August Becker is a respected photojournalist who regularly contributes to Forum, the major mainstream Austrian newsweekly. His latest assignment is to accompany the critical journalist Selma Kaltak into the countryside as she reports on the election campaign of Ulli Popp, a populist (pun intended) politician from a party that looks and acts a lot like the real-life Austrian FPÖ-Freedom Party. Rabinovici’s creation has qualities of political leaders Sebastian Kurz and H. C. Strache, but also of Donald Trump, Jair Bolsonaro, Silvio Berlusconi, and Viktor Orbán. He is charismatic, self-possessed, rich, media and tech-savvy, and in touch with Austrian citizens’ fears about refugees, Islamisation, loss of Austrian culture and traditions, political correctness, and liberal elites.
August has a reputation for photographing the true nature of his subjects beneath their public masks. At a local festival he captures Popp ceremonially tapping a beer keg with a mallet, looking vicious and spiteful, just as left-leaning voters imagine him behind his façade. Through a comedy of errors this photo, intended for the cover of Forum, eventually becomes a campaign poster for Popp, whose fans are fired up by their idol’s flagrant aggression. August’s reputation for being unbribable is dashed – or is it?
August’s public troubles are accompanied by private ones, and the boundaries between them are slippery. Feeling out of touch with his son Tim, August assures him that he will pay his way at an elite foreign university, but he has no idea where the money will come from. August is attracted to Marion Ettl, a reporter for the tabloid TOTAL, but disdains her lack of journalistic ethics. His insecurities make him prey to the whims of others. His professional crisis is also a personal identity crisis as a father, a lover, and a creator.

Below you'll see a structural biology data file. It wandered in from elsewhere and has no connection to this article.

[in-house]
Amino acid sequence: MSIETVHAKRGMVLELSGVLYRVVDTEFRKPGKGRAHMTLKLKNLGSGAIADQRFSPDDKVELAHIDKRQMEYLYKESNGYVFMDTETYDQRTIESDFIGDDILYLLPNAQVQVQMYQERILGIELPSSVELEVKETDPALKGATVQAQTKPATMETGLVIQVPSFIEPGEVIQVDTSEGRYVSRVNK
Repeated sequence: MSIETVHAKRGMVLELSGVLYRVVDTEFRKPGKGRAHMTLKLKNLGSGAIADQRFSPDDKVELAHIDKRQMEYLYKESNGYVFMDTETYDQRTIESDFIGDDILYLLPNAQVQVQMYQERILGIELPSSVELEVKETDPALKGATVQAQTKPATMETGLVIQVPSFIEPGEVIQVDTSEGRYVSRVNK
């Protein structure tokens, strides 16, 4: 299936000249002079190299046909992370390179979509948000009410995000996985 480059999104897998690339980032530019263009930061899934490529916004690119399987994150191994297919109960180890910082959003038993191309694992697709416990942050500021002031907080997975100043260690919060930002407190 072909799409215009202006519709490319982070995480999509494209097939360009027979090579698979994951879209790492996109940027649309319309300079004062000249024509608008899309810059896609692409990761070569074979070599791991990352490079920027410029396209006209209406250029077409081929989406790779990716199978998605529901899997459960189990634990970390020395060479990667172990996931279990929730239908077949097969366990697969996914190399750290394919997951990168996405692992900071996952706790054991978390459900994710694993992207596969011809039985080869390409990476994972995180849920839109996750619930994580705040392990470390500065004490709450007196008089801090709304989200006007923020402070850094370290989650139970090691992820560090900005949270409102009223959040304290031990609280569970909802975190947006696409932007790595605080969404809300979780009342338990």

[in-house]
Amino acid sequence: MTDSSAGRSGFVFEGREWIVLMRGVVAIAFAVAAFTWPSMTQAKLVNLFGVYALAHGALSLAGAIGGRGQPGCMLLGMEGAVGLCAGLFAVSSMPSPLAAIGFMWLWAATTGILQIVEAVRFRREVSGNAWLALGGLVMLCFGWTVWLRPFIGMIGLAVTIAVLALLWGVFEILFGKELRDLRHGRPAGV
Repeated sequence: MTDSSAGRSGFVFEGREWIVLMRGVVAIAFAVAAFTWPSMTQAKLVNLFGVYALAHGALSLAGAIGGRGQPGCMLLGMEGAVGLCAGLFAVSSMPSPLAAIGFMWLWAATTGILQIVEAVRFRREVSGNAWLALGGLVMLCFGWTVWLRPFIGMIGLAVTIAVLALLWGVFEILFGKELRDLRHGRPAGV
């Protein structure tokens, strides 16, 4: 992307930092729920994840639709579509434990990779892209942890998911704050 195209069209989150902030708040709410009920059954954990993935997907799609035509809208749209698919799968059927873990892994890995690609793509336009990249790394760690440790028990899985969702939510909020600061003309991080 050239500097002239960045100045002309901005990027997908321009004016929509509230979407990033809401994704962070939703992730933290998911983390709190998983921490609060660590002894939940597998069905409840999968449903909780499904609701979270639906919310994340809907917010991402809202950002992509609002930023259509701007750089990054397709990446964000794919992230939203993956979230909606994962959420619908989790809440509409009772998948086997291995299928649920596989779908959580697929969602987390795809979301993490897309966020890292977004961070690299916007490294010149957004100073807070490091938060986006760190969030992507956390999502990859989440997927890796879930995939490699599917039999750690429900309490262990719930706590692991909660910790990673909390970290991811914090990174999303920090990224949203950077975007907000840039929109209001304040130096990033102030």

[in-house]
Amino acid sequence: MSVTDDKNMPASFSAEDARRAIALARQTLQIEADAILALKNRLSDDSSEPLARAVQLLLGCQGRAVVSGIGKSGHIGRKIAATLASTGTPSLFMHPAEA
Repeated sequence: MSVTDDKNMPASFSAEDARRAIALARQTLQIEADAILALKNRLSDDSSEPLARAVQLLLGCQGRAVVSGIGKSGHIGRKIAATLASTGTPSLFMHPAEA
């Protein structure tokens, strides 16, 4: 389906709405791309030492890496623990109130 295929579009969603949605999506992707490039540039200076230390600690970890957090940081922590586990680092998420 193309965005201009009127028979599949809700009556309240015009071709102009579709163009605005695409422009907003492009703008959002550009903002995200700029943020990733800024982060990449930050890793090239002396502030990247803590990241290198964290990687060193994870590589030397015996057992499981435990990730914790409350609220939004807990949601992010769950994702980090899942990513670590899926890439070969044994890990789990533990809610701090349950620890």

For all its burning topicality, Die Einstellung (possible translations: ‘The Viewpoint’, ‘The Attitude’, ‘Settings’, ‘The Adjustment’, ‘Optics’) is quite abstract. The city of Vienna is never named, the towns mentioned don’t actually exist, the magazine and newspaper names are invented, no dates are given, Tim’s foreign university is not specified, and Ulli Popp himself is not a caricature of one single actual politician. Non-Austrian readers will see their own countries, media, and politicians reflected here, because the political polarisation at the heart of the plot is widespread in the Global North – and elsewhere too.
Doron Rabinovici, known for brilliant plotting intertwined with droll social criticism (The Search for M, Elsewhere), succeeds again in exposing human foibles, empathetically but incisively. Many of his plot twists and much of his humour stem from failures of language: his characters hear what they want to hear, misconstrue, or assume too much or too little. With its grasp of how news cycles tumble truth, Die Einstellung is absolutely of this moment. But writing about sensationalism and manipulation does not itself have to be sensationalist and manipulative. Doron Rabinovici’s latest novel is deadly serious without taking itself too seriously, a page-turner with artistic integrity.
Reviewed by Geoffrey C. Howes
DIE EINSTELLUNG (‘The Viewpoint’)
by Doron Rabinovici
Published by Suhrkamp Verlag (2022)
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Geoffrey C. Howes is a retired professor of German, translator, writer, and scholar, specialising in Austrian literature and culture. He is editor of No Man’s Land and past co-editor of Modern Austrian Literature. His translations include books by Robert Musil, Peter Rosei, Gabriele Petricek, and Jürg Laederach.